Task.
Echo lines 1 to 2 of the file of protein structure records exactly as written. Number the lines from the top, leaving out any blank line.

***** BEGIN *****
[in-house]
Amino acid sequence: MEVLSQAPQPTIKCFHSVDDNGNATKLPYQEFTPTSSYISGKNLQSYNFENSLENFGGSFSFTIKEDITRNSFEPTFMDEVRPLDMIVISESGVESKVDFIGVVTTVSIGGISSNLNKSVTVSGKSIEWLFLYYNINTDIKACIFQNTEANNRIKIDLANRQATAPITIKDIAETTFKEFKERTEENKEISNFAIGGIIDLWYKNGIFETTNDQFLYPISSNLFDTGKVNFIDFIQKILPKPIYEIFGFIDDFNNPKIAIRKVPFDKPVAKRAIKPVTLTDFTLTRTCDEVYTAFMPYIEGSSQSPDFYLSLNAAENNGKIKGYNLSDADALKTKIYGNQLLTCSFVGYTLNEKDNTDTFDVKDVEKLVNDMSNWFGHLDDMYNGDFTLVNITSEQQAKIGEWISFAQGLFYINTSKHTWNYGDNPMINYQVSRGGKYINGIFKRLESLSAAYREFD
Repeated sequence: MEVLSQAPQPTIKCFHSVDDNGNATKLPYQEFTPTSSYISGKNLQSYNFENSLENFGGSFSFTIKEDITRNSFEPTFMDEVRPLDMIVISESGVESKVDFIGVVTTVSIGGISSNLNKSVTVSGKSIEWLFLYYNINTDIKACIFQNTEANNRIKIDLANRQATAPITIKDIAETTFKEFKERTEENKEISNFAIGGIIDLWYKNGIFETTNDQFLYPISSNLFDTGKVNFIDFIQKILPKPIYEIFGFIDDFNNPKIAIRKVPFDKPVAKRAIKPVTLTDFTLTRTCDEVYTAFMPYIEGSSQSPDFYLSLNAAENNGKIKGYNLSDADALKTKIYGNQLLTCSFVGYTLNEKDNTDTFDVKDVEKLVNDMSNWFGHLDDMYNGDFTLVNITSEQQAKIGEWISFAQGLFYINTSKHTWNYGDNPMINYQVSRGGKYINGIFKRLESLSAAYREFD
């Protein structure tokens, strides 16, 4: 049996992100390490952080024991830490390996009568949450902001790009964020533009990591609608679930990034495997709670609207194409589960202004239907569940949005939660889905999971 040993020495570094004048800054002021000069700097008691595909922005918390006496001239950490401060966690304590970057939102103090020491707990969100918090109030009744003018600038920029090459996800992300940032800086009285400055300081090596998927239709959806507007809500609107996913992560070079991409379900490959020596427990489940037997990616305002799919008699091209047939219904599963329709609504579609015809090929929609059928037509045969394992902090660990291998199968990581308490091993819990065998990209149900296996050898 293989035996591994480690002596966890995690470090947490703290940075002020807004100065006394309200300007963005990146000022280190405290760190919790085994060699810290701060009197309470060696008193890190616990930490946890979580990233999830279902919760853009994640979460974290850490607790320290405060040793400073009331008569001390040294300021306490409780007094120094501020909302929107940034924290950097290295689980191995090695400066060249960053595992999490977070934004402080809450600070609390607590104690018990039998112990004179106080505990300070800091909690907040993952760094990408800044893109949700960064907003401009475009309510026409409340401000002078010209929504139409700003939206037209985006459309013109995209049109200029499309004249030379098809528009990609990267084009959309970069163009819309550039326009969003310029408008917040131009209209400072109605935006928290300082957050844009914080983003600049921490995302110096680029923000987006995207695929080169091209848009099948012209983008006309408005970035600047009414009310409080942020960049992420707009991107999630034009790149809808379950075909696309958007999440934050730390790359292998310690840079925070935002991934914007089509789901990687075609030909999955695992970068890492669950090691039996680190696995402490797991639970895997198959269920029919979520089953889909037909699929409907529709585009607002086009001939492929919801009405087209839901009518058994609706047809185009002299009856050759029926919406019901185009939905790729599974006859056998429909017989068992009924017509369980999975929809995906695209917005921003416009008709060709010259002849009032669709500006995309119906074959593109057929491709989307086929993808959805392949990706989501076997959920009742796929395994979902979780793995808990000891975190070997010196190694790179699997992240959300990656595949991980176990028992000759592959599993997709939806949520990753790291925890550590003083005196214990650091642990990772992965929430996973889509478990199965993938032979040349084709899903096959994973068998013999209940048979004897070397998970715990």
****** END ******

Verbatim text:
[in-house]
Amino acid sequence: MEVLSQAPQPTIKCFHSVDDNGNATKLPYQEFTPTSSYISGKNLQSYNFENSLENFGGSFSFTIKEDITRNSFEPTFMDEVRPLDMIVISESGVESKVDFIGVVTTVSIGGISSNLNKSVTVSGKSIEWLFLYYNINTDIKACIFQNTEANNRIKIDLANRQATAPITIKDIAETTFKEFKERTEENKEISNFAIGGIIDLWYKNGIFETTNDQFLYPISSNLFDTGKVNFIDFIQKILPKPIYEIFGFIDDFNNPKIAIRKVPFDKPVAKRAIKPVTLTDFTLTRTCDEVYTAFMPYIEGSSQSPDFYLSLNAAENNGKIKGYNLSDADALKTKIYGNQLLTCSFVGYTLNEKDNTDTFDVKDVEKLVNDMSNWFGHLDDMYNGDFTLVNITSEQQAKIGEWISFAQGLFYINTSKHTWNYGDNPMINYQVSRGGKYINGIFKRLESLSAAYREFD